All the above automatic tank gauging technologies are available today: float and tape, servo, and radar. Although differential pressure, capacitance, and ultrasound have been used in various applications in the past and are still used today, they are rarely used as the primary level measurement for large petroleum and petroleum products tanks. Differential pressure is subject to changes in density, the lower connection can become plugged with sediment, and the reference line (if used) must be kept free of condensation or filled with a fill fluid. Diaphragm seals can be used in conjunction with differential pressure measurement but are normally not practical for very large storage tanks unless the transmitter is referenced to atmosphere versus the vapor in the tank. Capacitance is also normally not practical for large storage tanks. Radar has proven to be more effective than ultrasound, and the modern versions have very good built-in diagnostics and diagnostic tools. 

Temperature Measurement 

To strictly measure level (liquid height), it is not necessary to know the temperature of the liquid inside the tank. Level is level regardless of the temperature. For converting the level to volume, however, temperature is critical. Although temperature measurement is not technically difficult, provisions must be made so that the temperature can be measured at an appropriate location or locations in order to make a valid conversion to volume. In addition, the temperature measurement(s) must be displayed locally or transmitted to a location where a control or computer system will automatically make the conversion based on level, temperature, and the tank strapping table. Conversion to volume is essential if the tank level measurement will be used for custody transfer. API’s MPMS Chapters 7.1, 7.2, and 7.3 provide guidance on tank temperature measurement. Temperature measurement is not addressed in this article.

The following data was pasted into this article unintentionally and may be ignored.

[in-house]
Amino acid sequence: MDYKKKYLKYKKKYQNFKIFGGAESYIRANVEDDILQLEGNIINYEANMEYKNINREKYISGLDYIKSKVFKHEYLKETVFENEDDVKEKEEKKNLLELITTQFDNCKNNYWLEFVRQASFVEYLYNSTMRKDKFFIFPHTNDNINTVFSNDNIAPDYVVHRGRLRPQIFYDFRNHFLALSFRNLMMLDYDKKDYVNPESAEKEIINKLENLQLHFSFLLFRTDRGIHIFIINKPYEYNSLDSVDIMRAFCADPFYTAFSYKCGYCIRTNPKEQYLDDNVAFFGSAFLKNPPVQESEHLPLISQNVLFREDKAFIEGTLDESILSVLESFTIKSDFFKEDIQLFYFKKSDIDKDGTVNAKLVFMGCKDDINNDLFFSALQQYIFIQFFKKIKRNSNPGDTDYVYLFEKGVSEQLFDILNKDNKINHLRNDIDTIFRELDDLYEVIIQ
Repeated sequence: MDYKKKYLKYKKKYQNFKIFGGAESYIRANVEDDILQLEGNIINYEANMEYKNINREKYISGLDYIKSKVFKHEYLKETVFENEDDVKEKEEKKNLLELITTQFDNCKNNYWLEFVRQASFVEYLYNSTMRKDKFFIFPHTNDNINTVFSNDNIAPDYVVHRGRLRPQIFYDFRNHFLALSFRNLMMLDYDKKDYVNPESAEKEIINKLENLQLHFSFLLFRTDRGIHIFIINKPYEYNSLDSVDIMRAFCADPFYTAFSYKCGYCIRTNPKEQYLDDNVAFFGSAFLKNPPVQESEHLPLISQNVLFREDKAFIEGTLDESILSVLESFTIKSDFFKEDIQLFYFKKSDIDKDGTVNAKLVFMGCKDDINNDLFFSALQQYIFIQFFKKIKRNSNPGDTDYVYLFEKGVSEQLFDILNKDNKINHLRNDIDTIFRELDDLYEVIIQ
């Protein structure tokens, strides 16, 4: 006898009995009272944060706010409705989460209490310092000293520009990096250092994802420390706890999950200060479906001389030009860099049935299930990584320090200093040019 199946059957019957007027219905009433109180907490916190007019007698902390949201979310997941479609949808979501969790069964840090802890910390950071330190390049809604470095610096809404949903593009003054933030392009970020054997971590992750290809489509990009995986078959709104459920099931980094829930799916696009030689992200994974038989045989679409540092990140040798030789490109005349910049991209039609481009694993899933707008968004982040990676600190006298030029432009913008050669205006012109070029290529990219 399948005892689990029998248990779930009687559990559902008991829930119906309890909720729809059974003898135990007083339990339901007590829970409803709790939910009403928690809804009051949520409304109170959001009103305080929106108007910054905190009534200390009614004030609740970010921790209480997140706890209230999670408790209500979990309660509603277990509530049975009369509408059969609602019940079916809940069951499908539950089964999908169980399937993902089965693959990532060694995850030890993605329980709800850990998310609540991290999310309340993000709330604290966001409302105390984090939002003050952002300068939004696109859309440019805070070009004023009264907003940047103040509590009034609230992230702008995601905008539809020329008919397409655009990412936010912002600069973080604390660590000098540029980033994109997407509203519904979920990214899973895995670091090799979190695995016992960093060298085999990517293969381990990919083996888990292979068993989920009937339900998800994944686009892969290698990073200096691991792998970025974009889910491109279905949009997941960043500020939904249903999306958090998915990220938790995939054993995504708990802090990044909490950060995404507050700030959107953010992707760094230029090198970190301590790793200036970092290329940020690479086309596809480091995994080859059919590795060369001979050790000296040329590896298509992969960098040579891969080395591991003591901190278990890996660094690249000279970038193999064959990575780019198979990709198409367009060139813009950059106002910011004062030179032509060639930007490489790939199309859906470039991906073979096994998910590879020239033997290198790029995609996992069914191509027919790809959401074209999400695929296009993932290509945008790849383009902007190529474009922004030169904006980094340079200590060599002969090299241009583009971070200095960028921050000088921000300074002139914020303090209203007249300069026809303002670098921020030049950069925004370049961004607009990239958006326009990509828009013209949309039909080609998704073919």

Challenges for Mature Atmospheric Storage Tanks 

Assuming a risk or hazard analysis, a standard or regulation, change in tank service or operation, or simply the desire to improve tank operation is driving the need for different or additional instrumentation, the tank must be reviewed to determine how best to address the required change or addition. The biggest challenges for mature tanks are the connections available for level measurement, existing instrument-related infrastructure, the type of tank, and environmental regulations that may apply.  

  • Does the tank already have automatic level measurement?  
  • Does the tank have any provision for connecting level instrumentation other than the still pipe (or stilling well) used for manual level measurement?  
  • If the measurements are to be communicated and displayed at a remote location, what infrastructure is in place to accommodate new or additional signals?  
  • What type of tank is it—fixed roof (cone or dome), external floating roof, internal floating roof?  
  • What environmental regulations apply?  
  • Can a slotted or perforated still pipe be used on an external floating roof tank?  

The following tables provide suggestions on how to modify or add instruments to existing tanks, even if it is a temporary solution until more permanent changes can be made. See API MPMS Chapter 3.1B for guidance on automatic tank gauging including still pipe configurations and required accuracies depending on the service. Although the primary focus of this article is continuous level measurement, point level measurement may address a requirement for alarming or automation (e.g., automated overfill prevention system). Suggestions for point level measurement, therefore, have been included in the following tables in addition to suggestions for continuous level measurement. 

Click Here to Download the Level Measurement Technologies for Mature Atmospheric Storage Tanks Table

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Conclusion 

Every tank and situation is unique. E2G can help with atmospheric storage tank risk assessments, hazard analysis, API 2350 implementation, storage tank risk-based inspection (RBI), mechanical integrity (MI) gap assessments, and cost-effective solutions for adding or modifying instrumentation on existing tanks to achieve the owner/operators safety, environmental, and business goals. For more information, please fill in the form below: